To Avoid Middle Income Trap, the Indonesian Economy Must Grow by 6 Percent


In order not to be hit by the middle-income trap, Indonesia needs to encourage the national economy to reach 6 percent. Based on the government’s projections, the 6 percent economic growth rate can only be achieved in 2023.

Deputy Minister of Finance Suahasil Nazara explained that the Covid-19 pandemic has suppressed the global economy since 2020. After the improvement in pandemic conditions, the conflict between Russia and Ukraine caused economic recovery to falter and has not grown optimally.

The government projects economic growth this year in the range of 5.1 percent-5.2 percent. The projection did not change even though several institutions, such as the World Bank and IMF, revised their projections for global economic growth due to high commodity prices and rising inflation.

According to Suahasil, Indonesia needs to pursue higher economic growth in the future to be free from the middle-income trap.

For information, the middle-class income trap means that a country is unable to maintain a stable level of economic growth to move up to a new income level, namely a high-income country.

“We estimate that ideally [economic growth] is above 6 percent, this is our way to get out of the middle-income trap,” said Suahasil at the 2022 central development coordination meeting, Thursday (21/4/2022).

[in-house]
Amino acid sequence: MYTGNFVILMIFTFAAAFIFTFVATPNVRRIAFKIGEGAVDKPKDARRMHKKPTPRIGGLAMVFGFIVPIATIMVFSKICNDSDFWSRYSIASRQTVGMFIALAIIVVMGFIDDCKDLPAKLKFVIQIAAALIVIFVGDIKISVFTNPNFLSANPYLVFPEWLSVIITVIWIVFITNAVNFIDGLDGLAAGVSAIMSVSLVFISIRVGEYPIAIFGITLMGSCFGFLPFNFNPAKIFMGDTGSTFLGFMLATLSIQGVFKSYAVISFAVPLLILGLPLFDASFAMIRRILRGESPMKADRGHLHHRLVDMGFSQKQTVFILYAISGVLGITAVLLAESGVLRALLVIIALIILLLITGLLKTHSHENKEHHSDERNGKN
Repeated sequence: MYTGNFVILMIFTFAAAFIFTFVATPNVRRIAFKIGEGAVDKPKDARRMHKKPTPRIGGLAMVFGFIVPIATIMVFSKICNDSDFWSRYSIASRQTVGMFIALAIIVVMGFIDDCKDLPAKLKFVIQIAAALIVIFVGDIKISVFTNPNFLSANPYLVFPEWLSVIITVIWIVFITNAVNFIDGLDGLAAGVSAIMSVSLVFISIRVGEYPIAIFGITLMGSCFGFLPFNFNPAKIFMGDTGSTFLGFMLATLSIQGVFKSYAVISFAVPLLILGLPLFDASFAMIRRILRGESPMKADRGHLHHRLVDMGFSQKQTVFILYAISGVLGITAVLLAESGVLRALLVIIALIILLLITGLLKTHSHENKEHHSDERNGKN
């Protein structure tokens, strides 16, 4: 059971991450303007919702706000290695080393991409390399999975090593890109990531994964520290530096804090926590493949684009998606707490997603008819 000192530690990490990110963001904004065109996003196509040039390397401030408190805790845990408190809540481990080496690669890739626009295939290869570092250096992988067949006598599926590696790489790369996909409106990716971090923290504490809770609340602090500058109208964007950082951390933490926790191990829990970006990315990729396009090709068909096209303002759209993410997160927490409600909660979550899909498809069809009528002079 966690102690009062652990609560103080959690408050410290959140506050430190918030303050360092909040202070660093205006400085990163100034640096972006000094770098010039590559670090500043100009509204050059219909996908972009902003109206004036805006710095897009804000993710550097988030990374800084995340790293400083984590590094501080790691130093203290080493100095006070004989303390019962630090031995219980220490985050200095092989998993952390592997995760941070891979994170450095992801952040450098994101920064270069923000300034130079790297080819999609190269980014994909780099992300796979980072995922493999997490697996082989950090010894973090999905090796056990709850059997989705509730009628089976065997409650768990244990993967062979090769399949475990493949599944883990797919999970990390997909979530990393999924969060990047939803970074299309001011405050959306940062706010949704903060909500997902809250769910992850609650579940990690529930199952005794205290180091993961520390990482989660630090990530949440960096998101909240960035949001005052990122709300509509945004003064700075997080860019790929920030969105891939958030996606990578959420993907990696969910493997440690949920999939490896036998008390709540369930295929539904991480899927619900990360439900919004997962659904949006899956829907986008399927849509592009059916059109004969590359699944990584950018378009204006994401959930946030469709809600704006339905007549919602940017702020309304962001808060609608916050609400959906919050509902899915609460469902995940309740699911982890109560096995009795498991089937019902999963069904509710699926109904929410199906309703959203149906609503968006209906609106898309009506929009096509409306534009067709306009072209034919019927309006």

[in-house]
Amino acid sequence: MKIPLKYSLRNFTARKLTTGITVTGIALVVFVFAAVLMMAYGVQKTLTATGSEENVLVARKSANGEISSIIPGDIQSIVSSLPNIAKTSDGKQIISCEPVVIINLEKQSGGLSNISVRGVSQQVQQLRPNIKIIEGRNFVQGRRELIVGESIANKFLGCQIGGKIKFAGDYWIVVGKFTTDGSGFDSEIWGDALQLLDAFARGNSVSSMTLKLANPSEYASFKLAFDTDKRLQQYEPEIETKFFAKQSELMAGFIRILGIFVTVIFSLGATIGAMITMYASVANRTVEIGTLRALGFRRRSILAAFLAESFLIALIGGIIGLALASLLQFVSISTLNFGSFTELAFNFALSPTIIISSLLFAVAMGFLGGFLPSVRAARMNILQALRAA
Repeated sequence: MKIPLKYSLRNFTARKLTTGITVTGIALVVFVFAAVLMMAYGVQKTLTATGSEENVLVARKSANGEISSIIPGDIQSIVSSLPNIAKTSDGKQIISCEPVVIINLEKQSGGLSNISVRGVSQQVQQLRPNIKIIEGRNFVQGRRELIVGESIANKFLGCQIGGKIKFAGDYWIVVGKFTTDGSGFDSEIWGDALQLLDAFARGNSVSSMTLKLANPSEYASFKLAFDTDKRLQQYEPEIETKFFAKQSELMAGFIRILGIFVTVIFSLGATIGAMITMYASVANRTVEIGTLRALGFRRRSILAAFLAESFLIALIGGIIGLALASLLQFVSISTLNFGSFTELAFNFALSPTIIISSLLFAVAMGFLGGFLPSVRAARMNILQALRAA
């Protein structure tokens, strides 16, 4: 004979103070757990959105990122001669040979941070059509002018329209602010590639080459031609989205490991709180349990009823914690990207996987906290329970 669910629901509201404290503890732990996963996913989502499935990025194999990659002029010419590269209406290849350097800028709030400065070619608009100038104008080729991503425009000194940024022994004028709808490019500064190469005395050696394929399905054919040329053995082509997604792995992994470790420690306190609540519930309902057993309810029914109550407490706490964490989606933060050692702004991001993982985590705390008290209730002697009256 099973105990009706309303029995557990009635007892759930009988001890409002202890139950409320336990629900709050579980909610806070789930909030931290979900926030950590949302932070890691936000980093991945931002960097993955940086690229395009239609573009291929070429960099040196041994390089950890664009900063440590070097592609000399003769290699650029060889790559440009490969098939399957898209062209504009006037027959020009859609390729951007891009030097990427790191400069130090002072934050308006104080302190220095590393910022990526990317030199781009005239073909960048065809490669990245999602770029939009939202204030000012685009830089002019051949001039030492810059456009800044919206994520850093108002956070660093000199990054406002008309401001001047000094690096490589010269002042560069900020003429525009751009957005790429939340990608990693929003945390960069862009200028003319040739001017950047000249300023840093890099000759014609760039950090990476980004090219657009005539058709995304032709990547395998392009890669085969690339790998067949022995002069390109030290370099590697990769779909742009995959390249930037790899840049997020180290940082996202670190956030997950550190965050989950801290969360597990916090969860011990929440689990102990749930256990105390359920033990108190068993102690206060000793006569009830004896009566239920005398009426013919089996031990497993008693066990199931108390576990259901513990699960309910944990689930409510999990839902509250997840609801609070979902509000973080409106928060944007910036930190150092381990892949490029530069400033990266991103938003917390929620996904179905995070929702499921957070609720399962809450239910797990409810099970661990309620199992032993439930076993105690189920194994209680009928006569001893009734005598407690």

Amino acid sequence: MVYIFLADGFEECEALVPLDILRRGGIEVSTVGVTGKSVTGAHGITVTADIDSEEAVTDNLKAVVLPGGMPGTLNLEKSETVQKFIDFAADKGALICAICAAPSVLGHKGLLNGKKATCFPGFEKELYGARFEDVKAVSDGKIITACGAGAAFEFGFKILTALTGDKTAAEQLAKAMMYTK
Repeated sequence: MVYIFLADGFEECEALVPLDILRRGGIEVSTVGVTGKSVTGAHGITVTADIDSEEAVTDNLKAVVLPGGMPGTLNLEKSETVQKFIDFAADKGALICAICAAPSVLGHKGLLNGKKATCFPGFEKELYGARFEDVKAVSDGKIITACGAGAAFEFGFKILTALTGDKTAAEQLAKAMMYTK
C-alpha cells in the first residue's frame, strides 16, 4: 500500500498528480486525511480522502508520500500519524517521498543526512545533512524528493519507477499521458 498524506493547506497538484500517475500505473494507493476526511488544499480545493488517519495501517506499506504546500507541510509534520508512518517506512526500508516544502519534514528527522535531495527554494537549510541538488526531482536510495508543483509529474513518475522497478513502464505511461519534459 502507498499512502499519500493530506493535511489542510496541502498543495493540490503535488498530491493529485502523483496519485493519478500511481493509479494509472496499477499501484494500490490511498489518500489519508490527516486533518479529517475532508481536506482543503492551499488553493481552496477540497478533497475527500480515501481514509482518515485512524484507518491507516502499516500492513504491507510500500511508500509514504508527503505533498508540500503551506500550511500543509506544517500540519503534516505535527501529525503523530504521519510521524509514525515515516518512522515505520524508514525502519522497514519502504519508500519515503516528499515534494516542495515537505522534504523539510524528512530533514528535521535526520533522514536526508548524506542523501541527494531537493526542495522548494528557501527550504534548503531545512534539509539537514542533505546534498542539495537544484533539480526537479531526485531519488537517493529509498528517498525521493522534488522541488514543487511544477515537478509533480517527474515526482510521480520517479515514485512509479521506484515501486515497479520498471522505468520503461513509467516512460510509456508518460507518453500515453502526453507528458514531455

Based on the IMF’s World Economic Outlook, Indonesia’s economic growth in 2022 is projected to be 5.4 percent, and in 2023 to 6 percent. Meanwhile, the World Bank estimates that Indonesia’s economic growth in 2022 will be at 5.1 percent, and in 2023 it will be 5.3 percent.

The government projects that under current conditions, growth in 2022 and beyond will be at 5.1 percent, 5.3 percent, 5.4 percent, and 5.5 percent.

The projection will increase if there is an optimal economic reform, namely in 2023 and in the following years to 5.9 percent, 6.3 percent, and 6.5 percent.

Suahasil assessed that the current economic recovery will boost the Indonesian economy from last year’s condition. However, the recovery must proceed in a healthy manner, for example from a fiscal perspective.

He explained that the state finances or the state revenue and expenditure budget (APBN) had functioned as a shock absorber for risks due to the Covid-19 pandemic. In order to return to health, the APBN must carry out fiscal consolidation, and this must occur in tandem with economic recovery.

“In conditions like this, economic growth will encourage Indonesia, but from a fiscal perspective, we must remain flexible and cautious. We must continue to position the fiscal as a shock absorber,” said Suahasil.